Misconduct in the workplace can be detrimental to an organization and everyone involved. It is important that we know how to spot it and react appropriately-whether we're the perpetrator or the victim of such conduct. This article will explore what constitutes misconduct, common types of misconduct like discrimination, harassment, and retaliation, and more.
Misconduct can be classified in many different ways. Misconduct can often be unlawful and being a whistleblower in that situation can impact the organization in many ways. For our purposes, it is more beneficial to identify the types of misconduct that can occur in the workplace rather than trying to group them into categories. Here are examples of misconduct:
Theft - taking or using something that belongs to someone else without permission, often with an intent to deprive the owner permanently of its value or use (examples include stealing office supplies, company property)
Fraud - intentional misrepresentation or concealment of truth used for personal gain or to damage another individual (example includes charging personal expenses on a company credit card)
Sabotage - deliberate action aimed at harming an organization, its members, or its property (example includes purposely damaging company equipment)
Dishonesty - deliberately misleading or lying to an employer or coworker about a material fact that may influence issues related to job performance and/or decision making in the workplace. Lying is a form of misconduct that can have dire consequences if not handled properly. If you caught someone in a lie, keep your cool and don't jump the gun. You need to collect evidence first for it to be strong enough so they can't just create another story on the spot.
Discrimination - discriminating based on race, color, gender, religion, national origin, disability (including HIV & AIDS), veteran status (including recently discharged veterans), or genetic information.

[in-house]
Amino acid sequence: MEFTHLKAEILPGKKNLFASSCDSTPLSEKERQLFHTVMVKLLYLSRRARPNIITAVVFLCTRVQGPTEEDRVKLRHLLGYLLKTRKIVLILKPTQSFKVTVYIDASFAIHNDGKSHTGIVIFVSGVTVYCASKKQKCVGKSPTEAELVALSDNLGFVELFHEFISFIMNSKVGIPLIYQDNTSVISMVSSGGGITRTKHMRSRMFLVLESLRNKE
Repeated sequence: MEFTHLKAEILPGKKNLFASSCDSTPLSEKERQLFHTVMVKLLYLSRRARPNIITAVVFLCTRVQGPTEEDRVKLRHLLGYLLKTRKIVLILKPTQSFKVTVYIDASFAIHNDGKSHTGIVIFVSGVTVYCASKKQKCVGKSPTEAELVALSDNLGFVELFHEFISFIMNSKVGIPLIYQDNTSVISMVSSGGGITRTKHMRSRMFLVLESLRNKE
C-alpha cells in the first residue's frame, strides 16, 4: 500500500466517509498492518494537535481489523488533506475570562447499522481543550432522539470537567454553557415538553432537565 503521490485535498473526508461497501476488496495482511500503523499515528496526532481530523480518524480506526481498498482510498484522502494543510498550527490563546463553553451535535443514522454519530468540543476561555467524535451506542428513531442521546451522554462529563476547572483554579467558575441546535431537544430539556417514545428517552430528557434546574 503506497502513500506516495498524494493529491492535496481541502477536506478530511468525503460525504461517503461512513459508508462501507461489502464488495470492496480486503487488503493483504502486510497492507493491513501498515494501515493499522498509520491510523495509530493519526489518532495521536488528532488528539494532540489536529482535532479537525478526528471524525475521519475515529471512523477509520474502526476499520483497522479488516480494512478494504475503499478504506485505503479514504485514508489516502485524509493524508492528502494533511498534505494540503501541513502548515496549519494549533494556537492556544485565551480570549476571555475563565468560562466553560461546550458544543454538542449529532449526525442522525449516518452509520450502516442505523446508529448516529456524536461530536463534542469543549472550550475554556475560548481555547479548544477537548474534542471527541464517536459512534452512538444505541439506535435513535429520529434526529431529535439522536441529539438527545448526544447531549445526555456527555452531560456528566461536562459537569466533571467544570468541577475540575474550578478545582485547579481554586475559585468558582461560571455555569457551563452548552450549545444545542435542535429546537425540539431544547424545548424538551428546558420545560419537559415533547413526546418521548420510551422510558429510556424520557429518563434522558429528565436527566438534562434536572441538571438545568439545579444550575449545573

Harassment - any unwelcome conduct that is based on one or more of these characteristics and that is so severe or pervasive that it creates a hostile work environment.
Retaliation - negative action against an individual for filing a discrimination complaint.
Misconduct can be difficult to prove, especially if you're not sure whether it is intentional or not. This is why it's important that, as a witness to misconduct, you stay as calm as possible and gather evidence first before reporting the incident.
If you feel comfortable doing so, ask the person involved to stop. If they ignore your request or threaten you in any way, escalate the matter to a higher-level manager who has authority over them. It may help to make a note of exactly what happened and how it made you feel during and after the event. If all else fails, report the incident to your company's HR department.
First things first: don't go postal. Keep your cool and document everything that has happened. Seek help from a manager or HR if the misconduct becomes severe enough, but don't jump to conclusions too quickly.